For about a month up until Monday night in Kansas City, Cleveland Indians eighth inning man Bryan Shaw was on quite a run. From June 17th to July 16th, Shaw was nearly untouchable, allowing five hits with 16 strikeouts while facing 51 batters in that span. Opponents had a .372 OPS against him. He was everything Tribedom had grown used to over the last few years, and he put a rough couple of outings prior to that run firmly in the rear-view. But that doesn’t tell the whole story.
What kind of hitters was Shaw facing in that run? Was he just lucky for a month, seeing the bottom of the order among bottom-feeders? Was his early scuffling rather was this month of dominance the ruse? I decided to take a look.
Baseball is the long game, where everything a player is shakes out in the end, but it’s also a game of instances. A hot streak can illegitimately buoy stats, just as a cold run can make a player look worse than he is. Every player, whether a hitter or a pitcher, is a slave to the moment. So rather than just taking all the current stats of every batter Shaw had faced as of right now, I decided to see where they stood leading up to the day they faced Shaw, to get a better idea of what he was actually facing. I used OPS because it does a decent job of amalgamating the offensive impact, even if it’s not as exact as wOBA, they generally are similar enough where it makes little difference. Combined, the 51 batters Shaw faced logged a .766 OPS over more than 10,000 combined at-bats.
Basically, Shaw has faced the equivalent of Adrian Beltre 51 times in a row, on average, and allowed only five hits with 16 strikeouts. Beltre isn’t the MVP candidate he once was, but he’s still a fine hitter and definitely not the kind of guy you want to face late in the game, and certainly not 51 times in a row. For more clarity, .766 is right around what a league average hitter produces, or the combined offensive output of the Seattle Mariners. Average isn’t bad, it’s an 81 win team. Certainly, they’d typically do better than 5-for-51 normally. If you look at it like that, Shaw did quite a job handling this theoretical combined mega-Beltre.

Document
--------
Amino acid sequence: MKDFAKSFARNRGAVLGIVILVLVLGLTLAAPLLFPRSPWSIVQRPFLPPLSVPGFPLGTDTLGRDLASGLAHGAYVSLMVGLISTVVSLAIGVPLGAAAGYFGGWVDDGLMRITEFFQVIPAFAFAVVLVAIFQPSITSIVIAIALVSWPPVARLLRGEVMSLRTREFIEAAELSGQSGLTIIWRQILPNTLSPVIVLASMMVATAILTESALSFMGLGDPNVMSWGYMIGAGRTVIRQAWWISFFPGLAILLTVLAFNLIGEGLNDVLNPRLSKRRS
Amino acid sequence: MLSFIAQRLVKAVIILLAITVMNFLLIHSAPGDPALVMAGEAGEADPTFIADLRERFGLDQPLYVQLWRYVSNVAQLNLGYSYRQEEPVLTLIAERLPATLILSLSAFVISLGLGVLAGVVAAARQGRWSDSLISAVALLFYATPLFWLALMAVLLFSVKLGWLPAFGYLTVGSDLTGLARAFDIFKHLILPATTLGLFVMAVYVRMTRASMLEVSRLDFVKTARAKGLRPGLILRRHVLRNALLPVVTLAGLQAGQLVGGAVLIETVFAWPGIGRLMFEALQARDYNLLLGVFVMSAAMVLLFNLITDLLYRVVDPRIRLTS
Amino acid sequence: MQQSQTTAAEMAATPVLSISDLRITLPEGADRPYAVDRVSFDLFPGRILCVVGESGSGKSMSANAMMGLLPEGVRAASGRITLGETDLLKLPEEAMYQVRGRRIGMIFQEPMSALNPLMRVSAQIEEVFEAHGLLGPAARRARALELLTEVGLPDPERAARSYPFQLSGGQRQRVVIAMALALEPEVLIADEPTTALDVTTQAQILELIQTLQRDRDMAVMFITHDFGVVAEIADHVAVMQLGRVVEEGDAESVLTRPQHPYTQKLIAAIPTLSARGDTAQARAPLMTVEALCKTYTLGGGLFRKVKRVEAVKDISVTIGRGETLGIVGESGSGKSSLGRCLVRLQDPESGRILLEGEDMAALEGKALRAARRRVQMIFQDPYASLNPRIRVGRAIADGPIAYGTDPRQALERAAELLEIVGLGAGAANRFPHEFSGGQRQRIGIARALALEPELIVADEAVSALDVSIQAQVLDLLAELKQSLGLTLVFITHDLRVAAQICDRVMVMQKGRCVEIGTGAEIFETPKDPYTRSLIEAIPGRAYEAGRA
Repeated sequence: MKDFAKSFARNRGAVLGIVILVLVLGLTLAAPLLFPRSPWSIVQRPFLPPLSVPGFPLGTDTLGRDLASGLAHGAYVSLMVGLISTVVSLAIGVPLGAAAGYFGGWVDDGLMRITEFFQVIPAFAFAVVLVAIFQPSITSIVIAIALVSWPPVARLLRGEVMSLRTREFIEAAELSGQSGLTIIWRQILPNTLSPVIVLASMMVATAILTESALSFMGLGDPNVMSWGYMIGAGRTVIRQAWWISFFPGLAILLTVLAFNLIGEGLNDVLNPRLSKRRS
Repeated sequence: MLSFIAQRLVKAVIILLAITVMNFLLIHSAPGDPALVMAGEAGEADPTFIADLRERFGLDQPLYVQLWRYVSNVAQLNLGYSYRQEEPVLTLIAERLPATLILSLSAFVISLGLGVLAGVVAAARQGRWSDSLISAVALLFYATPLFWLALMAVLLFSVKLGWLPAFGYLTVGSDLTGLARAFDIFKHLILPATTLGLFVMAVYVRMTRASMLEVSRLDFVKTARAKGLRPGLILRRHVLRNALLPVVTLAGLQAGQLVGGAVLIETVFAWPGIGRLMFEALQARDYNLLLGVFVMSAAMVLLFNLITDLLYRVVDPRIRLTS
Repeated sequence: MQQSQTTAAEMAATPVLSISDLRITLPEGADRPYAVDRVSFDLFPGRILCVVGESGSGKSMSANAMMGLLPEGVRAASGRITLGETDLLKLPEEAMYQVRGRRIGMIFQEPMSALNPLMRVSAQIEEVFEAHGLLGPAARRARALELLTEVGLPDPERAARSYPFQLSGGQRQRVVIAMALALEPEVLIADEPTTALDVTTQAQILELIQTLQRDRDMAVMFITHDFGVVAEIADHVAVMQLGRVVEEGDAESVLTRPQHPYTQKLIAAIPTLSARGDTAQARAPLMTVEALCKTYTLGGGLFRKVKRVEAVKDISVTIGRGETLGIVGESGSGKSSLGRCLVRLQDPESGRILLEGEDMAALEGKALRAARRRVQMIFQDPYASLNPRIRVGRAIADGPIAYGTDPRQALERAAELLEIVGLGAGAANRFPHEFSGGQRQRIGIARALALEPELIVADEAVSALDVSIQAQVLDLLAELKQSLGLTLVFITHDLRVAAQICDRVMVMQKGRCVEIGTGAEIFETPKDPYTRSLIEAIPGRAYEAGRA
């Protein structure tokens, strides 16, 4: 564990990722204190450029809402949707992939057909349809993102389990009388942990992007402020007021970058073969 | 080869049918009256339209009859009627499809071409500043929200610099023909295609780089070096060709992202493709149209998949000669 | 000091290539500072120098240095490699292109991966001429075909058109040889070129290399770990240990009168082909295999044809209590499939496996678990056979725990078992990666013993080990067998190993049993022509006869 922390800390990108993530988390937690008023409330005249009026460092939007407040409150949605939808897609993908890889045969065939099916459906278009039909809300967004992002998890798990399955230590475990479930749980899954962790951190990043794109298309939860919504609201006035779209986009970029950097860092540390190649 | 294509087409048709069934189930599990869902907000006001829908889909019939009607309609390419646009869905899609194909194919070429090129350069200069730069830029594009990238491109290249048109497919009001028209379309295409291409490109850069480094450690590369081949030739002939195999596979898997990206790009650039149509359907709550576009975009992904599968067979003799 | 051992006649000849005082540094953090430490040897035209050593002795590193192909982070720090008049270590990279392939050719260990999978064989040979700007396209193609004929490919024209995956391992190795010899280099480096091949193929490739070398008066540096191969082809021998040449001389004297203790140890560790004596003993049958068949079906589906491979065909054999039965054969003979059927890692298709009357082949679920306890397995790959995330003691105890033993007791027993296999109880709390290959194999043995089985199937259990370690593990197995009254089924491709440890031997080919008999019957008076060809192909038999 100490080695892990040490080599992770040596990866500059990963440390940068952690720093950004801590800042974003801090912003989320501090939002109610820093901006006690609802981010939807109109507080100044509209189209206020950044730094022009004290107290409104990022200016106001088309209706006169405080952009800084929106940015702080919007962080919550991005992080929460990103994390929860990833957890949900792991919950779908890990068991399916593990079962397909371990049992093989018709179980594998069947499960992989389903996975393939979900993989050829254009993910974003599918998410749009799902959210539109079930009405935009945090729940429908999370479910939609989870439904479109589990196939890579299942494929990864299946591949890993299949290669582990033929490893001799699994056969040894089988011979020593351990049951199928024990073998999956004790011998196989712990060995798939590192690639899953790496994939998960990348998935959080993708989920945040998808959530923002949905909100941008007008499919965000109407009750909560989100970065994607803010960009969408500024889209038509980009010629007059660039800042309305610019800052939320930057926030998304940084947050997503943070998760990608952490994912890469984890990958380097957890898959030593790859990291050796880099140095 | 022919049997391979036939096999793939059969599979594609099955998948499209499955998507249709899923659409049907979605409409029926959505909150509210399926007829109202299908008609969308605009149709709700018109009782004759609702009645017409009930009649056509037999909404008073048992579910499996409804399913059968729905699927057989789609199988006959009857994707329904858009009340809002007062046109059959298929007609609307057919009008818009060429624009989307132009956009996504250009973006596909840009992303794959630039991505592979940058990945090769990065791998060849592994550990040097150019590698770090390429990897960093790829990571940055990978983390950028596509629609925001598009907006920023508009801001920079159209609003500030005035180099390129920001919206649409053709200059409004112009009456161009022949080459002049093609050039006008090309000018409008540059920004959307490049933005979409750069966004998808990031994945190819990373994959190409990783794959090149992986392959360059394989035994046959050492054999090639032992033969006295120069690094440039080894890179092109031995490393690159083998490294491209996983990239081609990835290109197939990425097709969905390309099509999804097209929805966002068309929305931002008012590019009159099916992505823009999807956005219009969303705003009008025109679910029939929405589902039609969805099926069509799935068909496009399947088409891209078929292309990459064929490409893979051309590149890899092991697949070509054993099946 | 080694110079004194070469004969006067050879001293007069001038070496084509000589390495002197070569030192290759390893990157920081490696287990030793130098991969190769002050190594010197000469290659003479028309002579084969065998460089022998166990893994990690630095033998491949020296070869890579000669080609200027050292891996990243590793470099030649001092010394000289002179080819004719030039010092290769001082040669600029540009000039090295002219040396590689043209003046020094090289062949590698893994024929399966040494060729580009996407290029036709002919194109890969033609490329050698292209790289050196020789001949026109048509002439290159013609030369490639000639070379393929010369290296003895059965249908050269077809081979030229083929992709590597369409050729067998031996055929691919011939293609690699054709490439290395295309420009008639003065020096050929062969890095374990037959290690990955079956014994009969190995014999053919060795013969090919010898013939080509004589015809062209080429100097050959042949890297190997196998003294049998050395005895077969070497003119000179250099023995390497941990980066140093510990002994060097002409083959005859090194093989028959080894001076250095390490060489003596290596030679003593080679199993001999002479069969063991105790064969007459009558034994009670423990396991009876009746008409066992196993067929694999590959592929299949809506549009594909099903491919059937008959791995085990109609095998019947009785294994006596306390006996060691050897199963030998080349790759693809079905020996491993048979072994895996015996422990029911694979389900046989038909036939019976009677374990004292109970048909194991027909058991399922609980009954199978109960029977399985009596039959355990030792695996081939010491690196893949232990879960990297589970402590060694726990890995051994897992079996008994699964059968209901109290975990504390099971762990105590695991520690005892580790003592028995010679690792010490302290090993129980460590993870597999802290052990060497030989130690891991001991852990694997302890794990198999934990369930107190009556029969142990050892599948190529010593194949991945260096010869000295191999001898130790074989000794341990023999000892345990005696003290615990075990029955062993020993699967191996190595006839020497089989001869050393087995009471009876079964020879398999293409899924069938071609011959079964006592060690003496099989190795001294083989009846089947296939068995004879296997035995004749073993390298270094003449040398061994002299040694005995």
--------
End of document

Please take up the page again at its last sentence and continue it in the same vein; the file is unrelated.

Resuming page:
More broadly, Shaw was rather unlucky in who he ended up facing. He had to dance through fire. He started with the White Sox and saw the top of their order twice in two days, allowing one hit. He saw the middle of the order for the Tigers, including Victor Martinez and Nick Castellanos twice each and Miguel Cabrera, and allowed two hits in two appearances. He faced Josh Donaldson and held firm, he silenced the three best hitters on the Rays including Evan Longoria, and Brett Gardner and Jacoby Ellsbury were afterthoughts. There are some All-Stars, a couple MVPs and future Hall of Famers on his list, and Shaw stood firm throughout the entire odyssey.
Bryan Shaw is not as good as he showed the last month. He’s not as bad as his line score was Monday night, either. Contextually, that was a silly inning anyway - a dribbler, a bloop, and a bad play by one of his outfielders was what did him in, not line shots off the bat or sky-scraping home runs. You could point to that night as proof of something, but if it’s that he isn’t good at his job, you’ be wrong. It’s merely that baseball is an evil harlot sometimes, tearing you down after writers spilled ink praising your late excellence. He spent a month living in the middle of the order, often giving Cody Allen a much easier row to hoe and improving his stats, and yet he escaped unblemished. It’s nobody’s fault that some dark magic is wielded in western Missouri by those devils in blue.
This all tells me something most of us already know, and yet keep forgetting. Just because Shaw, or any reliever doesn’t have Mo Rivera or Craig Kimbrel numbers is no sign that he is terrible. They throw so little, and one misstep and dose of bad luck can ruin weeks of great work and hurl you back in the doghouse. The Indians do need relief help, but that was true in the middle of Shaw’s hot run, it was true when Joba Chamberlain and Tom Gorzelanny were in the pen, it was true when the season started. It’s a fickle life, being a relief pitcher, because nobody talks about your good days, and if it goes bad you get hung out to dry.
Even if Tribe fans will get heart problems from it, the best thing Shaw can do is get back out there and try again. And avoid the Royals in KC, but that’s just good advice.